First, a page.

One of my clients, Janae, wants to start a new exercise program this summer. “I’m out of shape,” she said. “I know I have to do something. But how do I get motivated?”
Another client, Miles, has a big test coming up, but he puts off studying. “I have the time,” he says, “but not the motivation. How can I get myself to do it?”
I hear this a lot.
Whether you want to lose weight, clean the garage, prepare for a test, or finish a project, you have to find a way to start.
Sometimes motivation is elusive. If you don’t feel it, however, you need to create it.
The essence of motivation
Ray Ewry was motivated. He was orphaned at five, diagnosed with polio at seven, and told he would never walk again. He wasn’t ready to accept his prognosis, and eventually triumphed in a spectacular way.
It takes luck as well as perseverance to recover from polio, and Ewry had both. A doctor gave him some leg exercises to try. According to one of his biographers, his mind was on those exercises, and his vision of himself walking again, day and night.
Part of his recovery was the compelling and positive future he imagined: from the time he got up to the time he went to bed, he saw himself as someone who walks.
Positive and negative motivation
On a day to day basis, most of us struggle with smaller things. There’s something you’d like to do but haven’t managed to get to yet.
You’ve probably imagined an organized garage, breezing through a test, or the compliments you’ll get when you look good in your favorite shirt again. This is one type of motivation – a pull from the future.
Negative motivation is just the opposite – a push from the past. Y our might think, “What a disaster this garage is!” “I better not mess up the test like I did last time,” or “I look pretty bad in these jeans.”
Both types of motivation work for some people, some of the time. If they’re not working for you, you need something more.
Why change is hard
When you want to change your behavior, it’s not always enough just to focus on what you want or what you don’t like.
Changing something – whether it’s a significant obstacle or a small habit – takes a serious amount of mental and emotional energy. With the responsibilities and distractions of everyday life, it’s often more than we can manage.
My clients want to get in shape and study for a test, but so far there hasn’t been enough energy behind the wish to motivate them.
How do you up the ante? One way is to create a goal compelling enough to pull you – or scare you – into generating the energy necessary to make it happen. This strategy is sometimes referred to as making a “Ulysses Contract.”
Ulysses was the king of Ithaca, hero of Homer’s Odyssey. He wanted to hear the famous song of the Sirens on his way home after the Trojan war. But he knew that if he did, he wouldn’t be able to resist their call, a song of such beauty it would lead him to change course and be dashed to death on the rocks, as others had been before him.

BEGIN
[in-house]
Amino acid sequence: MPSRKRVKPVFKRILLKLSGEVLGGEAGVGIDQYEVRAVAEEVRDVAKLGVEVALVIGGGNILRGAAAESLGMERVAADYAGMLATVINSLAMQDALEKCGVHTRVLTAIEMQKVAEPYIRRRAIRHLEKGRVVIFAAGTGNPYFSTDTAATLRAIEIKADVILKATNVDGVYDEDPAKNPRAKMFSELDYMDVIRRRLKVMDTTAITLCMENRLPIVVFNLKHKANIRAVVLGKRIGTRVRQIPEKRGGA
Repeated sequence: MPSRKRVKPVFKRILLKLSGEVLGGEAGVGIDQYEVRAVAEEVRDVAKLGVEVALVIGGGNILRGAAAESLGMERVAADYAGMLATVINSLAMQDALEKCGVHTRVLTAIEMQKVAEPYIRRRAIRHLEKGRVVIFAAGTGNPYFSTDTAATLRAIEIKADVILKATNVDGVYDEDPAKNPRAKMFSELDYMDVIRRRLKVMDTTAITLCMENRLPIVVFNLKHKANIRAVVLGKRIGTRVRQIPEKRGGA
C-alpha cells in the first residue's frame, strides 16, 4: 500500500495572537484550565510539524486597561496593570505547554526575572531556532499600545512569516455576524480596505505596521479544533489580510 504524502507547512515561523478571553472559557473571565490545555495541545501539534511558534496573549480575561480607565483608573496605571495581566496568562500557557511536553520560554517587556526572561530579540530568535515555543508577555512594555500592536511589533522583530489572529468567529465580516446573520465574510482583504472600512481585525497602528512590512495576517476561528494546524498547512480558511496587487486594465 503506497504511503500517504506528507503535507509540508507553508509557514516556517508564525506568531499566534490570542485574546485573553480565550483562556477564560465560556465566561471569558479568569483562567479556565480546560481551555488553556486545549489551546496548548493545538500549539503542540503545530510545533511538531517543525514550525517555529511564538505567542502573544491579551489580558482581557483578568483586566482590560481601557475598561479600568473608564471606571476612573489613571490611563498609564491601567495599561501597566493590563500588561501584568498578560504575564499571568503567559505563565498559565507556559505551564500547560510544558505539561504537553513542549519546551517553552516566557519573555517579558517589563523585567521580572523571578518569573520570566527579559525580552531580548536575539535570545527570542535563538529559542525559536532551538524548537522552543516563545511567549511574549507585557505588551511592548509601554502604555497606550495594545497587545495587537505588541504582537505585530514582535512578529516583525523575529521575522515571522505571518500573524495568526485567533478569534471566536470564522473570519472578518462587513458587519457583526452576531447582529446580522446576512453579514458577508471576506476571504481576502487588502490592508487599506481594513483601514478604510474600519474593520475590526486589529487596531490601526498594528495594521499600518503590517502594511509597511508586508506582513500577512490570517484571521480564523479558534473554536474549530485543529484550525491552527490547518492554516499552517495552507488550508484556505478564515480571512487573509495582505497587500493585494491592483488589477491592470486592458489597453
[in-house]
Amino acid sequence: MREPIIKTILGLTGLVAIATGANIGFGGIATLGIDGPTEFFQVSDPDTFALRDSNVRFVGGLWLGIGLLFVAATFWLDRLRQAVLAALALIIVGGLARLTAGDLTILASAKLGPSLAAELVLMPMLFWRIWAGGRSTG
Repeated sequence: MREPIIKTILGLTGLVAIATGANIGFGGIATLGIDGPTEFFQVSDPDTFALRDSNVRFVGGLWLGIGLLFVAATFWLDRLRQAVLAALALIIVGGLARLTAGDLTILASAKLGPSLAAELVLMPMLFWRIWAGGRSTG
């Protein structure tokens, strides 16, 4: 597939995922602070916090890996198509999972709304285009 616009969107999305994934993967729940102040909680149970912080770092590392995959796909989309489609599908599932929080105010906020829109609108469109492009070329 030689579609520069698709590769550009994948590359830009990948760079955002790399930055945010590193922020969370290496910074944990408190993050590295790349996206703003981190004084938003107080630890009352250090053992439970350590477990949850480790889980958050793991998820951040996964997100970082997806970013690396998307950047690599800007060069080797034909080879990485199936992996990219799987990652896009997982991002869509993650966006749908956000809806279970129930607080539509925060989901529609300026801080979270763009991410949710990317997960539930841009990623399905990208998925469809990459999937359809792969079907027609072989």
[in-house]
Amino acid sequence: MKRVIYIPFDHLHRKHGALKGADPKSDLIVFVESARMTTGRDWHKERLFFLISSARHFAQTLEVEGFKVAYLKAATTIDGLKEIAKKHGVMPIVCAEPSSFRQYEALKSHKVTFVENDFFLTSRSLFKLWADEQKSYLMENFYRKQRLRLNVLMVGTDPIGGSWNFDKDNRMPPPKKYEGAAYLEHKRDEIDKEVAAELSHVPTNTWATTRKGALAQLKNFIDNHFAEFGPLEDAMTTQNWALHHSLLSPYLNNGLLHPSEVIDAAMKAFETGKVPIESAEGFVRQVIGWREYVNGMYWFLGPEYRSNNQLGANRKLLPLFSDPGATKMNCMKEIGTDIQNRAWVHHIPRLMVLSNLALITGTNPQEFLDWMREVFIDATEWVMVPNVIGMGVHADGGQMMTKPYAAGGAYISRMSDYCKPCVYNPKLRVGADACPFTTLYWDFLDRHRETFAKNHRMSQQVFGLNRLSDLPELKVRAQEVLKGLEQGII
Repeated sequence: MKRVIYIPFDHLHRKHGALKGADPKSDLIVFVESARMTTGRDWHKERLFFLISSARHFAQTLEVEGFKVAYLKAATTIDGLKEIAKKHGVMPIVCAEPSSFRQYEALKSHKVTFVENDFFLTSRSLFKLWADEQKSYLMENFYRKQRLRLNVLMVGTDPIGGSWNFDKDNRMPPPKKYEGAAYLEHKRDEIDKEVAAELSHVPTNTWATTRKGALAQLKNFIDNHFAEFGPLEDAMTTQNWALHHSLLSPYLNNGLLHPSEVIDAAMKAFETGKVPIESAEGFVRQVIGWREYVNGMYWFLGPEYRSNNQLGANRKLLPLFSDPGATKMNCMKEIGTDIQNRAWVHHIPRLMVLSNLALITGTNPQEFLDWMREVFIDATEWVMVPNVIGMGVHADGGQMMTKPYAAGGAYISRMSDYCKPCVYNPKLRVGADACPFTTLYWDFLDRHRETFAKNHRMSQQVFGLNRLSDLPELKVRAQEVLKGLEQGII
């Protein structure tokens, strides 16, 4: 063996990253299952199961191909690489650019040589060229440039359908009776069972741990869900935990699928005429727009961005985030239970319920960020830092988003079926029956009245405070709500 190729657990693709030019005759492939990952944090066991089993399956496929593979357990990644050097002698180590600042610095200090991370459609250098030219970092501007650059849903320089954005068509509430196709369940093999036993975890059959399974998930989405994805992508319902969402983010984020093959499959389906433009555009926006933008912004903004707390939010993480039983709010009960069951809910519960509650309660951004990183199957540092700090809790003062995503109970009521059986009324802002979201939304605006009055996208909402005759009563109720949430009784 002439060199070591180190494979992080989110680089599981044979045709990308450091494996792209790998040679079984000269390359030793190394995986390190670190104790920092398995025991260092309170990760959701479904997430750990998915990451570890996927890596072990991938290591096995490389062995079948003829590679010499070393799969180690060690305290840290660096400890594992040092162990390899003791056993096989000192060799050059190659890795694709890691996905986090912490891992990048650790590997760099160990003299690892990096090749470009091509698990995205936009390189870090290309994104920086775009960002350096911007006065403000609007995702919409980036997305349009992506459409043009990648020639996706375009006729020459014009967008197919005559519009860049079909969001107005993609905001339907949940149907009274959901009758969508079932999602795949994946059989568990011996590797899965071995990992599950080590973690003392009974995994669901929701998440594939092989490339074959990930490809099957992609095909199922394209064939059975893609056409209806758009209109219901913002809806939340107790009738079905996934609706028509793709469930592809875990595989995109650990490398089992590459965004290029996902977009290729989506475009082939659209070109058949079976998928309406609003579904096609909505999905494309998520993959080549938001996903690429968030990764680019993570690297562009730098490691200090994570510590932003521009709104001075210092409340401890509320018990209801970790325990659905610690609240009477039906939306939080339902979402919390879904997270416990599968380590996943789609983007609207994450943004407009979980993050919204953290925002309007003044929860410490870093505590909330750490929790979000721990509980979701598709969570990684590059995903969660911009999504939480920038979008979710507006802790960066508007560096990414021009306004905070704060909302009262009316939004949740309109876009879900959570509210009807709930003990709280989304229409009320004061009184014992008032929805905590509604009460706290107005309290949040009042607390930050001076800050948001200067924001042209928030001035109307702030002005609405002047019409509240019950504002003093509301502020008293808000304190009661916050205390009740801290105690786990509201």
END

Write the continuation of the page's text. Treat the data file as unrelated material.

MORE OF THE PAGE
So he made a deal. He asked his crew to bind him to the mast of their ship and plug their own ears until they were well past the danger. When they were once again on their path home and he could again think rationally, they could untie his ropes and release him.
In essence, he made a deal in the present to motivate himself to do the right thing in the future, when it really mattered.
A motivating contract
A Ulysses Contract is an agreement that has two features:
1. It’s easy to commit to in the present.
2. It provides an incentive for the future that gives you the emotional energy to resist the pull of old habits.
The incentive can be positive or negative, as long as it is compelling. A positive incentive is any type of reward that you enjoy and is good for you.
A negative incentive is something you don’t want to happen. A typical example is giving a significant amount of money – let’s say $500 – to a friend. If you stick to your exercise program or study schedule, you get it back. If you don’t, your friend keeps it – or worse gives it to a cause you detest.
Once the contract is made, the energy needed for “business as usual” becomes greater than the energy needed to fall off course. Change becomes the path of least resistance.
The taste of success
Ray Ewry learned to walk, then to run and jump. For Ewry, the future he imagined was so compelling that he became the world’s best jumper, winning 10 Olympic gold medals in the standing high jump, standing long jump, and standing triple jumps in 1900, 1904, and 1908.
Ewry didn’t need a Ulysses contract. He had a powerful vision of recovery pulling him forward, and from behind he was pushed by the specter of living in a wheelchair as an orphan in the early 20th century. His circumstances were compelling enough to provide the energy to change.
My clients were not as pressed, and needed more. Janea could create an enticing reward for herself for getting regular exercise, while Miles might put some funds in trust while he sticks to a regular study schedule.
By imagining a compelling future (or one to avoid), my clients were able to create the energy they needed to move forward.
Motivation is sometimes elusive. But by taking responsibility for your own motivation, you can to create the energy you need to make changes.